Pearl River SPCA helping cats with grant

In 2011, Pearl River SPCA (PRCSPCA) in Picayune, Mississippi, a No More Homeless Pets Network partner, was awarded $10,000 through Best Friends Grassroots Grants program. The funds are now having a positive ripple effect on the area’s homeless cats.

Helping companion animals on the Gulf Coast

In the aftermath of Hurricane Katrina, many people in the animal welfare community realized there were a lot of companion animals suffering on the Gulf Coast. There were animals in need of help, but there was not a lot of sustainable assistance to address the issues. Pearl River SPCA was founded in October 2006 to help bring solutions to the area, including low-cost spay/neuter, a much-needed resource.

The organization has been working every angle to help make the most of the spay/neuter services and get it out to the people who need it, including utilizing a wonderful volunteer network and providing transports, low-cost clinics and local veterinarians.

The animal medical expertise of Dr. Jackie Broome of Gulfport, Mississippi, has been one of the ongoing boons for reducing the number of unwanted litters in the area over the last six years.

"Since we began, we’ve been focusing on a rigorous spay and neuter strategy, and with our grant from Best Friends, we were able to get ahead of the problem," shares Carla Gerrard, special projects director for PRCSPCA. "We developed a program to get the cats fixed in the ‘off’ season."

Spaying and neutering community cats

Develop a program they did, and with a catchy slogan, "Beat the Heat," they hit the ground running. By focusing on getting both owned and community (stray and feral) cats spayed/neutered before kitten season started, they were pragmatic in their approach.

Tuxedo cat who was spayed by Pearl River SPCA in Picayune, Mississippi, using their $10,000 grant
Felix is one of the cats fixed through this program.

"If someone came in with four or five cats at a time, we would find out how many cats they had, and then we would immediately start negotiating how we could get all the cats in the household fixed as soon as possible," says Carla. "Everyone has to contribute towards the surgeries (generally $10 for cats). We call it a co-pay, but we would work with families that had a lot of cats to make sure they could afford to get all their cats taken care of at once."

"I had three cats done under the Beat the Heat program – Joliet, Jessica and Jacob. I found out about it through a friend, and she encouraged me to get my babies done. After their surgery, the kitties became much sweeter in disposition and much healthier. I ended up spreading the news of this program to others," enthuses C. McDonald, a local cat guardian.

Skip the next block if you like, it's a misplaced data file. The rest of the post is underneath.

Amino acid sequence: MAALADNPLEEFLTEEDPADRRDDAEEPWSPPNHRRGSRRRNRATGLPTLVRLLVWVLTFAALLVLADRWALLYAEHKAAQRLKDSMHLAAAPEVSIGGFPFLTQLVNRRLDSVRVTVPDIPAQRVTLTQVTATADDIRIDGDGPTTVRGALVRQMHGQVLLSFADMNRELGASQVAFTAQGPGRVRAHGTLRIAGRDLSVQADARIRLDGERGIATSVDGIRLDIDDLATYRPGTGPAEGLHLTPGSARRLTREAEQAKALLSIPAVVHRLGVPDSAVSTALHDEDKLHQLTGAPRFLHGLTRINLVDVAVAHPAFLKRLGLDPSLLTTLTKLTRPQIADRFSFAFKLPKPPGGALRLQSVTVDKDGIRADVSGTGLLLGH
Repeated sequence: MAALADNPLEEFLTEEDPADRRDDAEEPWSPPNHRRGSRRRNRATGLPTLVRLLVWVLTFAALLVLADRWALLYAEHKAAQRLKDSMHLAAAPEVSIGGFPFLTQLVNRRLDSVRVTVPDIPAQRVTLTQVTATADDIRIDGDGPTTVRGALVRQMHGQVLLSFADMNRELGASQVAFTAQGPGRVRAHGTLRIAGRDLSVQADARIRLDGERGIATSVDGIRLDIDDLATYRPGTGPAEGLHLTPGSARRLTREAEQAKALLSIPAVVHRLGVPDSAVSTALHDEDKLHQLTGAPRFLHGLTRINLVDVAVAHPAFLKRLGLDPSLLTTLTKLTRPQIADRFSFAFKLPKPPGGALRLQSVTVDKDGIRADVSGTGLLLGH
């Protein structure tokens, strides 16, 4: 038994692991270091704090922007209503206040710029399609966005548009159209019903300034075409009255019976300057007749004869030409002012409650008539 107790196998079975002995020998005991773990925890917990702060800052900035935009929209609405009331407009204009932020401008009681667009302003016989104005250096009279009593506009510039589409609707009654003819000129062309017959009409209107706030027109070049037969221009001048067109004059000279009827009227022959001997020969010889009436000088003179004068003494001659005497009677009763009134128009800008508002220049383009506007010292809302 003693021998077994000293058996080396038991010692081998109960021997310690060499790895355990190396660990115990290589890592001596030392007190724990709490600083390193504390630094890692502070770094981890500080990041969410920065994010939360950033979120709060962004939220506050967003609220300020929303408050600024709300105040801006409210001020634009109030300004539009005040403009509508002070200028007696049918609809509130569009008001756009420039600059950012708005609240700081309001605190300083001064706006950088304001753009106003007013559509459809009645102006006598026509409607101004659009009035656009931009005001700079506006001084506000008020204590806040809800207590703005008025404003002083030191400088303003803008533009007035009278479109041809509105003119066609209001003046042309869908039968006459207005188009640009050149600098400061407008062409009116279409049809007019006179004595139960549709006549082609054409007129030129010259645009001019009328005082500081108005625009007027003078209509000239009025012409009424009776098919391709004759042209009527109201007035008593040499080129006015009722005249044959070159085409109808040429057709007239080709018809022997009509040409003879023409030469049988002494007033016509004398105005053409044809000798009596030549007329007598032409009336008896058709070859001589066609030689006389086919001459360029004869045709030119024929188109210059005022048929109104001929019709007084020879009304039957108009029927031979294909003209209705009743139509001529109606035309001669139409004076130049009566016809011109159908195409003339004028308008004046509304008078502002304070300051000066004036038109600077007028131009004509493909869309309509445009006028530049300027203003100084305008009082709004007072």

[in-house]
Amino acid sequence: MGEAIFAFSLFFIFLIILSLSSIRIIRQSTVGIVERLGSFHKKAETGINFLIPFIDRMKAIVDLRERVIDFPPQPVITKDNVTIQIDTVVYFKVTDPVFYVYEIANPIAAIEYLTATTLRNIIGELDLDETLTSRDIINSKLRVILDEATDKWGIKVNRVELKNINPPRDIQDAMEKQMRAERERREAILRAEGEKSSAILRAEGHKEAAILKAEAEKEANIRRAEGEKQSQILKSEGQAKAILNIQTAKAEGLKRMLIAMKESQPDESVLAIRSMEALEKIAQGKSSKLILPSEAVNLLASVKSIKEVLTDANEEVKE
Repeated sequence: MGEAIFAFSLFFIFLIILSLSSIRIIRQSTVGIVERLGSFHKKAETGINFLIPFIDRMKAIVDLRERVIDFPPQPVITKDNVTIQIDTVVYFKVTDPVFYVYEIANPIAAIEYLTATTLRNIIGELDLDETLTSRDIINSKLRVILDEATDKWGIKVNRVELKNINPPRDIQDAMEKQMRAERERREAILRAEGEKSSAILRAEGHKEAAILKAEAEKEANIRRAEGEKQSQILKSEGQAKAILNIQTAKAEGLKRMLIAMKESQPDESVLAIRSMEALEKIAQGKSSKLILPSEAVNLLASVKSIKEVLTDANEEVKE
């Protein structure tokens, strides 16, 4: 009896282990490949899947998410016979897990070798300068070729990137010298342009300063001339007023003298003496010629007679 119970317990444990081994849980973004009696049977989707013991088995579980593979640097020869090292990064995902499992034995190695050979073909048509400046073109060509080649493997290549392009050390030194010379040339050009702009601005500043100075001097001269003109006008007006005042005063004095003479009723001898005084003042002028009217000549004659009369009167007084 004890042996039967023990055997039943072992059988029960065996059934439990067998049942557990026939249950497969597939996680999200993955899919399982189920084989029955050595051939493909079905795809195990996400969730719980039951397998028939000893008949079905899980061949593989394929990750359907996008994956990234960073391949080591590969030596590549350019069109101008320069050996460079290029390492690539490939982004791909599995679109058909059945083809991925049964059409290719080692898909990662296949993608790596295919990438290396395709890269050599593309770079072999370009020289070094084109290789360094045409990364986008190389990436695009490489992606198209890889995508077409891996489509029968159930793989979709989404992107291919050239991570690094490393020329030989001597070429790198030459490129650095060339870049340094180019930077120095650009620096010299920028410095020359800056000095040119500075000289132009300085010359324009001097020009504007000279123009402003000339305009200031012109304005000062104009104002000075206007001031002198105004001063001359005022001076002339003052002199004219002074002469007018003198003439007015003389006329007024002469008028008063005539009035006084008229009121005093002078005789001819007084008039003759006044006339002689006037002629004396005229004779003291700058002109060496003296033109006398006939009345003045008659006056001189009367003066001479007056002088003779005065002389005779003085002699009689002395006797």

Successful spay/neuter results

"Our grant from Best Friends enabled us to concentrate on getting the cats not only spayed and neutered, but they got treated with top-quality care, including a free rabies shot and nail trim," says Carla.

Carla explained that there was also an opportunity to create a greater feeling of compassion in the community towards companion animals. For a lot of the cats, it was the first time they had ever seen a veterinarian, so there was extra effort put forth to educate their people on what spay/neuter was about and how to care for the animals post-surgery.

"We also had our volunteers working the recovery room. Our clients and their cats were treated with the utmost respect and professionalism."

With their Best Friends Grassroots Grant, Pearl River SPCA spayed/neutered 246 cats – 89 males and 157 females – and the timing couldn’t have been better. March and April of this year saw a dramatic decline in cats in their shelter. They had succeeded in putting a real crimp into their kitten season. The trend continues with the number of owner surrenders and strays entering the shelter down.

While the numbers speak for themselves, this sentiment from an adopter pretty much says it all: "I found this cat, (and) because of your spay/neuter program we’re going to keep him." This is music to Carla’s ears, and something she’s getting more used to hearing.

How you can help

Adopt, volunteer and support Pearl River SPCA.

Photos courtesy of the Pearl River SPCA